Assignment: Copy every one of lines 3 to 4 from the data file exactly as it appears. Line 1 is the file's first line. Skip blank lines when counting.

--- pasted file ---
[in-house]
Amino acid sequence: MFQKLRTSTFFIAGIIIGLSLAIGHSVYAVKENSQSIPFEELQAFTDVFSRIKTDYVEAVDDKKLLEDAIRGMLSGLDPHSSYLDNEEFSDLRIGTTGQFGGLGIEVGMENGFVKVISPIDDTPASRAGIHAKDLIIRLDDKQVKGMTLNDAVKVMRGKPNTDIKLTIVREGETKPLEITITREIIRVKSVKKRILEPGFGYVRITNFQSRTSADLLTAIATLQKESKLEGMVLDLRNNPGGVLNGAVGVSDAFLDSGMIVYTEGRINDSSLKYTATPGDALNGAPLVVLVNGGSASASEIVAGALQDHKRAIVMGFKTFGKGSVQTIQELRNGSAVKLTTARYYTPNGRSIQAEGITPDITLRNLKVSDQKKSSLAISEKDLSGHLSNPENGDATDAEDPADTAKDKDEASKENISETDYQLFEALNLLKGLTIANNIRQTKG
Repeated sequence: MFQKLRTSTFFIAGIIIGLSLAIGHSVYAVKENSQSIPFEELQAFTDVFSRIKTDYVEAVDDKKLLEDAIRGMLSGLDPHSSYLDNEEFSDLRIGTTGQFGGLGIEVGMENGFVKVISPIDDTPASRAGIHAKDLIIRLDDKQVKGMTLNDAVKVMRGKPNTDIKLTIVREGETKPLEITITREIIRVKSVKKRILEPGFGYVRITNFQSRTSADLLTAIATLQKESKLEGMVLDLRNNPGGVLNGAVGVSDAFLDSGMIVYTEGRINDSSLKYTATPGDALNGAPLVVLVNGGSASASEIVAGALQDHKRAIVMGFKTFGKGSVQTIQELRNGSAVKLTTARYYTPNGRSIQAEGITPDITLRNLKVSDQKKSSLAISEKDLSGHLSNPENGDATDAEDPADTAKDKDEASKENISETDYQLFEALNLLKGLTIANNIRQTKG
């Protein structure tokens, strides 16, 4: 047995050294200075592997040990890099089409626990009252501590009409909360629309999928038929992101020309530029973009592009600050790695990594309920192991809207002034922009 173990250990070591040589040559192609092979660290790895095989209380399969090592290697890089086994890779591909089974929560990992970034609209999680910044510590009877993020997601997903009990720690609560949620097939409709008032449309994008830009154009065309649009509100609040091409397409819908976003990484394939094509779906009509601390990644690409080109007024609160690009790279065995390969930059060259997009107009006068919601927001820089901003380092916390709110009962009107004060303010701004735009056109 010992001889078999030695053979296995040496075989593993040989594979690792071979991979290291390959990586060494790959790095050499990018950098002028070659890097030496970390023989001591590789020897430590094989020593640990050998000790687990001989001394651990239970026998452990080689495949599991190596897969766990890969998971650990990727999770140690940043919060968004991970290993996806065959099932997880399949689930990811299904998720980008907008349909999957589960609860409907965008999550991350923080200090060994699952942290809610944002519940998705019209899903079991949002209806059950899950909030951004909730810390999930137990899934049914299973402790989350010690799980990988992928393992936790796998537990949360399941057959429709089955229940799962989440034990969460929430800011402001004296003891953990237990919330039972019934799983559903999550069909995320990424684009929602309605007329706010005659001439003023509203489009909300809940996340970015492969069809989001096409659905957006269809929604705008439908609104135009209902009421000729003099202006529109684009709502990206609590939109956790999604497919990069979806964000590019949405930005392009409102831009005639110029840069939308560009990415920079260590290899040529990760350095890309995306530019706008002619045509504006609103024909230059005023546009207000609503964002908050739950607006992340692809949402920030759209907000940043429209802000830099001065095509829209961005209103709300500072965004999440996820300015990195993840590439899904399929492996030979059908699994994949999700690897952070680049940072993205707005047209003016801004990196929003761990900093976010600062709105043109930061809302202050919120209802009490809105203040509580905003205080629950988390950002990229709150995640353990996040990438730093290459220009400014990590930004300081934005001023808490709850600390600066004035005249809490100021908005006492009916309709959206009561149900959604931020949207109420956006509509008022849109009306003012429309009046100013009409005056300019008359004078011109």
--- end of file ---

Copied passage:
Repeated sequence: MFQKLRTSTFFIAGIIIGLSLAIGHSVYAVKENSQSIPFEELQAFTDVFSRIKTDYVEAVDDKKLLEDAIRGMLSGLDPHSSYLDNEEFSDLRIGTTGQFGGLGIEVGMENGFVKVISPIDDTPASRAGIHAKDLIIRLDDKQVKGMTLNDAVKVMRGKPNTDIKLTIVREGETKPLEITITREIIRVKSVKKRILEPGFGYVRITNFQSRTSADLLTAIATLQKESKLEGMVLDLRNNPGGVLNGAVGVSDAFLDSGMIVYTEGRINDSSLKYTATPGDALNGAPLVVLVNGGSASASEIVAGALQDHKRAIVMGFKTFGKGSVQTIQELRNGSAVKLTTARYYTPNGRSIQAEGITPDITLRNLKVSDQKKSSLAISEKDLSGHLSNPENGDATDAEDPADTAKDKDEASKENISETDYQLFEALNLLKGLTIANNIRQTKG
């Protein structure tokens, strides 16, 4: 047995050294200075592997040990890099089409626990009252501590009409909360629309999928038929992101020309530029973009592009600050790695990594309920192991809207002034922009 173990250990070591040589040559192609092979660290790895095989209380399969090592290697890089086994890779591909089974929560990992970034609209999680910044510590009877993020997601997903009990720690609560949620097939409709008032449309994008830009154009065309649009509100609040091409397409819908976003990484394939094509779906009509601390990644690409080109007024609160690009790279065995390969930059060259997009107009006068919601927001820089901003380092916390709110009962009107004060303010701004735009056109 010992001889078999030695053979296995040496075989593993040989594979690792071979991979290291390959990586060494790959790095050499990018950098002028070659890097030496970390023989001591590789020897430590094989020593640990050998000790687990001989001394651990239970026998452990080689495949599991190596897969766990890969998971650990990727999770140690940043919060968004991970290993996806065959099932997880399949689930990811299904998720980008907008349909999957589960609860409907965008999550991350923080200090060994699952942290809610944002519940998705019209899903079991949002209806059950899950909030951004909730810390999930137990899934049914299973402790989350010690799980990988992928393992936790796998537990949360399941057959429709089955229940799962989440034990969460929430800011402001004296003891953990237990919330039972019934799983559903999550069909995320990424684009929602309605007329706010005659001439003023509203489009909300809940996340970015492969069809989001096409659905957006269809929604705008439908609104135009209902009421000729003099202006529109684009709502990206609590939109956790999604497919990069979806964000590019949405930005392009409102831009005639110029840069939308560009990415920079260590290899040529990760350095890309995306530019706008002619045509504006609103024909230059005023546009207000609503964002908050739950607006992340692809949402920030759209907000940043429209802000830099001065095509829209961005209103709300500072965004999440996820300015990195993840590439899904399929492996030979059908699994994949999700690897952070680049940072993205707005047209003016801004990196929003761990900093976010600062709105043109930061809302202050919120209802009490809105203040509580905003205080629950988390950002990229709150995640353990996040990438730093290459220009400014990590930004300081934005001023808490709850600390600066004035005249809490100021908005006492009916309709959206009561149900959604931020949207109420956006509509008022849109009306003012429309009046100013009409005056300019008359004078011109």